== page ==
Trina is a “design fiction for the digital humanities.” It is one manifestation of the Micro Mega Meta project and is currently a live performance — reading + slide show + electronic sound accompaniment (think PechaKucha meets La Jetée). Trina uses design and fiction to investigate the future of Humanities research and to question the socio-technical systems of emerging technologies for reading and writing.

The Trina Story

Trina is an unemployed literary scholar who works alone in an RV in the desert, taking on text analysis H.I.T.s (human intelligence tasks) for Humanitas, Inc. to make ends meet. In spite of her isolation, Trina is connected to the digital world through solar and satellite. It is through Trina’s eyes that we see the software-mediated daily reality within which the mystery of a cryptic, typewritten document unfolds. But it isn’t until she gets into the gendered history of the typewriter and assumes the hands of the typist that she is able to decipher the document’s hidden meaning. And although Trina herself works with devices implanted in her eyes and her hands, it is her embodied relationship with writing that renders her a cyborg.


Design Fiction as Theoretical Inquiry

The action in Trina happens within imaginary interfaces — what Matthew Fuller would call “speculative software” — “software whose work is partly to reflexively investigate itself as software. Software as science fiction, as mutant epistemology.” One of the applications Trina uses, the interface for accessing and contributing to the “Commons,” imagines reading and writing in a three-dimensional virtual environment built for critical interpretation that affords ambiguity, multiple perspectives, and situated, subjective judgment. Inspired by Jerome McGann’s notion of n-dimensional texts, this imaginary tool is a response to his call for a digital spatial textuality that is autopoeitic. It is the result of critical making experiments and VR prototypes designed to explore and model McGann’s ideas.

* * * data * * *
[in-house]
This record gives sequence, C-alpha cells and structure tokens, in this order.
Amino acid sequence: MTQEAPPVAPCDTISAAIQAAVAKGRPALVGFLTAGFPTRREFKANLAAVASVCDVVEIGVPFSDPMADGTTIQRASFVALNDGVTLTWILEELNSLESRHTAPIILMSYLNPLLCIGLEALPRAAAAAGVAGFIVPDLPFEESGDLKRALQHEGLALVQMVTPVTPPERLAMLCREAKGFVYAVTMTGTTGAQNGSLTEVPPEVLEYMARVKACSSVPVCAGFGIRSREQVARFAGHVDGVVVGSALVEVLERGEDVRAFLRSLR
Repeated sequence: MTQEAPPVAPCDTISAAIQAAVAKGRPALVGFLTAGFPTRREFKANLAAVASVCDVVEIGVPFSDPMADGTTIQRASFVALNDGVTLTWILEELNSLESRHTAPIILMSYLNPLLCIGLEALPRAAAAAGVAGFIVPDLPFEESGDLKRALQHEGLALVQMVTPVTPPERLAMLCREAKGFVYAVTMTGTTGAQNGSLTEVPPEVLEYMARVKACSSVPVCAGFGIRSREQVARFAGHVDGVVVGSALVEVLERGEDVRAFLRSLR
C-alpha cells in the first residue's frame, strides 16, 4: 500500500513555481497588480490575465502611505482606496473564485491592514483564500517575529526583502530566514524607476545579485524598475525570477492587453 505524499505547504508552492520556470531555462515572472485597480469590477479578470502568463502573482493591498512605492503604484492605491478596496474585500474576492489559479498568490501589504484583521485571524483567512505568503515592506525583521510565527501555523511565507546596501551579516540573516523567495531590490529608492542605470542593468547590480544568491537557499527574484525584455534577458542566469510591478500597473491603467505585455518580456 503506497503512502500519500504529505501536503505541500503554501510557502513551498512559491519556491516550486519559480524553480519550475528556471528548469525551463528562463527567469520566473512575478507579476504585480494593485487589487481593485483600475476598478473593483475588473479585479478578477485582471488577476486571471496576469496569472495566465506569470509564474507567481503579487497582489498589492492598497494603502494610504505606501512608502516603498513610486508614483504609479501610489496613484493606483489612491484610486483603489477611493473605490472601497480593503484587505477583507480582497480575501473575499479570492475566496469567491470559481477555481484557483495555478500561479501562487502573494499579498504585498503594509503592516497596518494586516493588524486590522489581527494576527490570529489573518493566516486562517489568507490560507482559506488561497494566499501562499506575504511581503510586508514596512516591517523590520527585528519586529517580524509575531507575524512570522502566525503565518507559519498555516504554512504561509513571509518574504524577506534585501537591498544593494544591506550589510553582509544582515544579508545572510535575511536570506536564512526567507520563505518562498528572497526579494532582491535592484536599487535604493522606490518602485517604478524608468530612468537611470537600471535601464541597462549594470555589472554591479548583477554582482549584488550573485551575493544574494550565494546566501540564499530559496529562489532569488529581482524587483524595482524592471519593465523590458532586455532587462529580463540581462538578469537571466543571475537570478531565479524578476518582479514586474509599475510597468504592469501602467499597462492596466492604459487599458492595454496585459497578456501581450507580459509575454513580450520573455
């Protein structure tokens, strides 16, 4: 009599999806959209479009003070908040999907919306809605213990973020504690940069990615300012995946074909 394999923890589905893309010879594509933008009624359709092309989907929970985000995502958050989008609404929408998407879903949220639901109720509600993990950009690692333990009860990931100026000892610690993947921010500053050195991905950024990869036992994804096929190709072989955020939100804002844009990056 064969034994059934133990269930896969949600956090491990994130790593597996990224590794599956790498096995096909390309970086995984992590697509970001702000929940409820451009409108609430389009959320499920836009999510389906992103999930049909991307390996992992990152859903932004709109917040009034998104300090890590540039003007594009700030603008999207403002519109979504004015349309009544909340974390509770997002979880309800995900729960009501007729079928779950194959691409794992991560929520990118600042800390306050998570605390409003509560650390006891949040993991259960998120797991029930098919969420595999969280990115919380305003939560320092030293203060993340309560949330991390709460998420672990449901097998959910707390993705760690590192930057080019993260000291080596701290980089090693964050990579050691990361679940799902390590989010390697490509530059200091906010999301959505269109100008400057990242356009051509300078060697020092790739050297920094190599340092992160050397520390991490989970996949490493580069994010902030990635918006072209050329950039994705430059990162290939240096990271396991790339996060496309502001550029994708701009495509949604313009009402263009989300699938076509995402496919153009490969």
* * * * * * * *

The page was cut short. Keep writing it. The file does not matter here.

The project also questions the appropriateness of technology development best practices, such as user-centered design, for the creation of software for critical interpretation. Informed by Lucy Suchman’s research into how designing human-computer interactions involves configuring the “human” in tandem with the “computer,” the project asks, what model of “the human” is best suited to the design of technologies for interpretation? But rather than attempt to model a user, or even a “human,” the Trina project attempts to model subjectivity. It is an experiment in prototyping a complicated, messy, and situated subject in tandem with her digital counterpart.

Informed by theories of distributed agency (Latour, Haraway, Suchman), the story and its design also examine how texts might be understood as resulting from situated configurations of writing technology, language, and the body. 


Trina Forms and Formats

Trina is conceived and produced by designer Anne Burdick (Digital_Humanities, Writing Machines) in collaboration with writer Janet Sarbanes (Army of One), with live-electronic sound accompaniment by sound artist Casey Anderson. It may also become a narrated slideshow that can be viewed online and a graphic novel that can be read in print.

The video shown here is an early draft of Part One of Trina. Fuller documentation of Trina‘s final form will be posted online soon.